I don’t know how that all makes sense, but I really do feel that way.  There was a time in my life when I did fall apart.  And things wouldn’t be the way they are today if  my life hadn’t gone to shit at some point in the past.  And life is much sweeter today because of it.

Someone Else

Posted in Creative Writing on December 14, 2011 by Verge

I arrived at the station

having not seen you in a while

never expecting the orange in your hair

you were beautiful, I was happy to be there

For three weeks I crashed in your flat

in London while you still went to class

But at night we hung out with your room mates

over bottles of red wine and laughs

one evening, I remember, we walked on the river

and stopped now and then for a candid picture

but you were strangely not yourself

and the photo, later, proved your uncomfortablness

it was a few years later

in your apartment in Philadelphia

that you finally revealed to me

what had been bothering you all along

you had been with someone else that year

you never really had to tell me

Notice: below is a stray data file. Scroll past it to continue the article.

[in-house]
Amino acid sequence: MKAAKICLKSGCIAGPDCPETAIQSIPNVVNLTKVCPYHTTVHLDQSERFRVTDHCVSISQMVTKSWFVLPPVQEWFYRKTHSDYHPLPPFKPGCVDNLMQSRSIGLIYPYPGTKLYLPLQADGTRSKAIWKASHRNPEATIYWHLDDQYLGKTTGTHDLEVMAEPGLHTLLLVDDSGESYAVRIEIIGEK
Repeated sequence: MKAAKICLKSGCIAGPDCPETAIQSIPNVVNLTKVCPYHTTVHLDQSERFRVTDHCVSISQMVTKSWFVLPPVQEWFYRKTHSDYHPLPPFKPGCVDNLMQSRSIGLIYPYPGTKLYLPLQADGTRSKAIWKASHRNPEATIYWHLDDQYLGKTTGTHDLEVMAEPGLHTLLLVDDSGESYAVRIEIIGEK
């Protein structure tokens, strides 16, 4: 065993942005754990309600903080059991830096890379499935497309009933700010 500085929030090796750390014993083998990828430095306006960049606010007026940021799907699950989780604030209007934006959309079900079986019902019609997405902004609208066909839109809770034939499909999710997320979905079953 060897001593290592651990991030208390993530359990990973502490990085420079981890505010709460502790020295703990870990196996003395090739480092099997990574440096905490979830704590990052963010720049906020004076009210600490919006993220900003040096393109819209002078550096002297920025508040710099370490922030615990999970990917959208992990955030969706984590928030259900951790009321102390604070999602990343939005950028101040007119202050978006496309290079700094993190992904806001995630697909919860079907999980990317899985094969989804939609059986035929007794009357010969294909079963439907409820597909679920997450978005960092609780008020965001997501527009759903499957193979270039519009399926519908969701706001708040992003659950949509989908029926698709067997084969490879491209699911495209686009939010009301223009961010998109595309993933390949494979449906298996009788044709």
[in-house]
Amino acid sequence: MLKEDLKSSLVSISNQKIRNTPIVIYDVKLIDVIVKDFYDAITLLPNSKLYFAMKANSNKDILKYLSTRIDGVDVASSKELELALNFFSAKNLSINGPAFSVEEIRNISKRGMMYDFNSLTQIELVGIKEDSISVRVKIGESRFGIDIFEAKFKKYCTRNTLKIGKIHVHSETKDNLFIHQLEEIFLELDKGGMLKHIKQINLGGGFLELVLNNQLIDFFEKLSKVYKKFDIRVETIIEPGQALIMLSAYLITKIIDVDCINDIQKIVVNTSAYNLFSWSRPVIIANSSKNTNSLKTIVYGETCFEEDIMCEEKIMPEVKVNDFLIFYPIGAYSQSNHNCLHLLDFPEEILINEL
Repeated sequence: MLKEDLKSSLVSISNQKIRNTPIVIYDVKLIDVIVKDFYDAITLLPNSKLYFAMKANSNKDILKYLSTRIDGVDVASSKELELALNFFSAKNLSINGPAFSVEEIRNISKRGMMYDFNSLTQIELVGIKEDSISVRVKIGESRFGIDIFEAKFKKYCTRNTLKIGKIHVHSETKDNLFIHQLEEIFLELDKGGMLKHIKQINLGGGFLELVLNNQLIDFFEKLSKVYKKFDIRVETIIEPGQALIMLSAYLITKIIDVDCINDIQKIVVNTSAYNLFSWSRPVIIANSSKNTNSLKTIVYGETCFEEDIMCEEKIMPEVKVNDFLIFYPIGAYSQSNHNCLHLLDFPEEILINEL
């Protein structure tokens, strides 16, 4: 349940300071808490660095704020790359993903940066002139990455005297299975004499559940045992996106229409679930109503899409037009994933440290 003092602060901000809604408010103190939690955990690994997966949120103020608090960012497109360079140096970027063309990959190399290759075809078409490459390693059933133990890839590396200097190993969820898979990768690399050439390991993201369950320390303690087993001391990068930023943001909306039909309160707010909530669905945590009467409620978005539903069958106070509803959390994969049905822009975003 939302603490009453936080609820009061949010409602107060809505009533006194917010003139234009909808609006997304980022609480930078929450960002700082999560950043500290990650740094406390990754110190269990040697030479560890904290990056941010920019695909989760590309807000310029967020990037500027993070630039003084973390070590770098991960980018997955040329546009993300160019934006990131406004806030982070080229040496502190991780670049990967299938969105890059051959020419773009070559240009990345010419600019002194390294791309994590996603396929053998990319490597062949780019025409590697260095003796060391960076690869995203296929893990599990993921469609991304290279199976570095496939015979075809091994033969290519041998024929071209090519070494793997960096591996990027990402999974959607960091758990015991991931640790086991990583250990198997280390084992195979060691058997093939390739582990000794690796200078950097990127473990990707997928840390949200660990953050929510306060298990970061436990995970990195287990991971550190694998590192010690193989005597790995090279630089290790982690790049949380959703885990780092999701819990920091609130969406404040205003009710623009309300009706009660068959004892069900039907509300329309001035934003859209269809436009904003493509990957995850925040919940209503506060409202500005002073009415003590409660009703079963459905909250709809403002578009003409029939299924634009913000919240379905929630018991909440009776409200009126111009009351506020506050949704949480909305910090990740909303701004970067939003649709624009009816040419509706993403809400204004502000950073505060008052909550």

and it was the beginning of the long tearful end

but I can’t blame anyone, I was happy to be there.

“Winter” Poem by Ronnie Mund (of The Howard Stern Show) Rewritten like a Poet (transcribed words lyrics)

Posted in Creative Writing with tags , on December 9, 2011 by Verge

(I wanted to see if I could rewrite the poem “Winter” by Ronnie Mund and make it into my own style.  I thought it would be a fun exercise.  It’s kind of like when, back in Creative Writing school, we were asked to emulate the style of a poet or writer, except this is the opposite.  I want to keep the meaning, but change the style…drastically.  After searching for the transcription online, I found none, and did it myself.  Here ya’ go, Stern fans.)


by Ronnie Mund

Winter is when there are no leaves on the trees

Winter is when we say good bye to the birds and the bees

Winter is when we get an extra hour of z’s

Winter is when a red-suited man brings us all lots of glee

Winter is when the snow falls and we yell “Happy New Year”

Winter is when you turn that special girl or guy’s heart bright red with love and cheer, until this time again next year

Winter goes away…

And the birds and the bees

and the leaves on the trees

and the extra hour of z’s

all go back to where they should be.



Obviously, formatting  mine.  Here is the original.  I’d like to get J.D. to recite my version when I’m done.  Stay tuned.

Okay, here’s my attempt, first try. Like I said, I’m not a published poet or anything.  I used this more as a funny exercise than anything else.  Hope  you like the new version.



by Ryan Walsh

Frigid Winter winds lick leaves from limbs as

wing-ed travelers make their perennial voyage

and the Sun and I set earlier in our days.

Gifts exchange and crystal clinks

over Valentines and holiday drinks.

Another year turns over.

All things end…

      then are reborn again.